“We have our work cut out for us and our objectives are in sight. At this point, we have sufficient work to do to grow what we own and license today. During the bankruptcy proceedings, each of our businesses were thoroughly analyzed and some businesses were divested. In the future, we will [continue to] assess the situation and move accordingly,” he said.

Currently, 78 percent of Warnaco’s sales are derived in the U.S., and 22 percent internationally. Gromek identified the Speedo brand, which does about $250 million in the U.S., as possessing excellent growth potential.

“We have significant opportunity to expand on the heritage of Speedo. It is a 75-year-old brand that we can expand upon [by taking the] brand out of the water, out of the beach and to the shore for some fashion,” he said.During the company’s first quarterly conference call since exiting bankruptcy, Gromek told analysts that the company’s focus on inventory management, with confirmation of sell-ins to match retail demand, has meant that Warnaco was able to reduce end-of-season markdowns, decrease inventory obsolescence and lower sales days at retail.

Tom Wyatt, division president for intimates, said on the call that Warnaco was “challenged” in the first half by a reduction in replenishment reorders at retail. However, the company was moving forward on several initiatives, which include the reintroduction of petites by Olga and the latest introductions for full-figured women. Also on the agenda is a new brand called Olga’s Christina for fall 2004, an extention of the Olga brand featuring high-tech fabrics and construction. As for Lejaby, the company shuttered four manufacturing facilities in France, and is gearing for the spring 2004 launch of a Lejaby diffusion line called Lejaby Rose.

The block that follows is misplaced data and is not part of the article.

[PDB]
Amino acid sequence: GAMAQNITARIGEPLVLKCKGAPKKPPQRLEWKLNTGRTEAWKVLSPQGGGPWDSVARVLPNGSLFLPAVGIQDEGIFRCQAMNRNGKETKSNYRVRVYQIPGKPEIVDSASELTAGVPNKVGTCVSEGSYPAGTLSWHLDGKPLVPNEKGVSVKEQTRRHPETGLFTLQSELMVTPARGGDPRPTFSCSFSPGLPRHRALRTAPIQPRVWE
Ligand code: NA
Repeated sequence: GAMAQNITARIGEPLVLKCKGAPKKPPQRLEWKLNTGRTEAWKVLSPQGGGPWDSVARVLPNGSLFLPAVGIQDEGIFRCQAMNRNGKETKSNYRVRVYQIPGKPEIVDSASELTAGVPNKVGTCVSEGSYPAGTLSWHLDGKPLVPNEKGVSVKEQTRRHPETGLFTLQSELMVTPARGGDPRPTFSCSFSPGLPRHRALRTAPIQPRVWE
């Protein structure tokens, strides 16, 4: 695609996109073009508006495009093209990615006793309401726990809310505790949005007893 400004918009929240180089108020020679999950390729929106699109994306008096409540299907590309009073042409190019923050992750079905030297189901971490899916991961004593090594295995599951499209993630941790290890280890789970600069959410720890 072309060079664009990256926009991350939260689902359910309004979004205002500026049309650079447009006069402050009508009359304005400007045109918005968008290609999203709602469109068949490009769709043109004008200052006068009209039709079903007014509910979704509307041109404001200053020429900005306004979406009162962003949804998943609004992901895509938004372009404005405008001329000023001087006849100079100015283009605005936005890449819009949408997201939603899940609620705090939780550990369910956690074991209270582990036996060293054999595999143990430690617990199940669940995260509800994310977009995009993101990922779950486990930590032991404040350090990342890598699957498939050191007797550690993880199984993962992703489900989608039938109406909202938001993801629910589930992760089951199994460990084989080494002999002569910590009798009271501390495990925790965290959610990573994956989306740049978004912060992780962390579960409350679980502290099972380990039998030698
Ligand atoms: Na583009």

John Kourakos, who manages sportswear, observed that the company was “not pleased” with the performance of CK jeanswear, and has recently implemented changes in design, merchandising and sourcing similar to those implemented at Chaps. He added that on the agenda for CK underwear are the launches of Mesh for men and Motion for women. In addition, CK is set to announce a new phase for CK men’s underwear over the next few weeks, he noted.

Roger Williams, president of swimwear, observed that Speedo increased sales by expanding brand penetration through department and specialty stores with innovative styles such as waterproof pockets for all of its water shorts, and the launch of the first Speedo string bikini for women. Designer swimwear growth, he noted, was driven by the Anne Cole label.

For the six months, income was $14.2 million, or 31 cents a share, against a loss of $889.7 million, or $16.81, in the year-ago period, which includes a $801.6 million accounting-change effect. Sales fell 16.4 percent to $662.2 million from $791.8 million. On a pro forma basis, income jumped 25.7 percent to $32.1 million, or 71 cents a share, from $25.5 million, or 57 cents, last year. Revenues dipped 1.7 percent to $778.1 million from $791.8 million.

James Fogarty, chief financial officer, said that the company expects fiscal 2003 income on a pro forma basis to range between $44 million and $50 million, compared with fiscal 2002’s $31 million. The guidance, he said, includes $6.2 million of compensation expense related to grants of stock options and restricted stock pursuant to Warnaco’s 2003 stock incentive plan. The company said in May that it would expense stock options beginning in the first quarter of 2003.Separately, the company added three new board members: David Bell, chairman and ceo of Interpublic; Charlie Perrin, former chairman and ceo of both Duracell and Avon, and Sheila Hopkins, vice president and general manager of U.S. personal care at Colgate Palmolive Co. Warnaco’s board now includes five independent directors.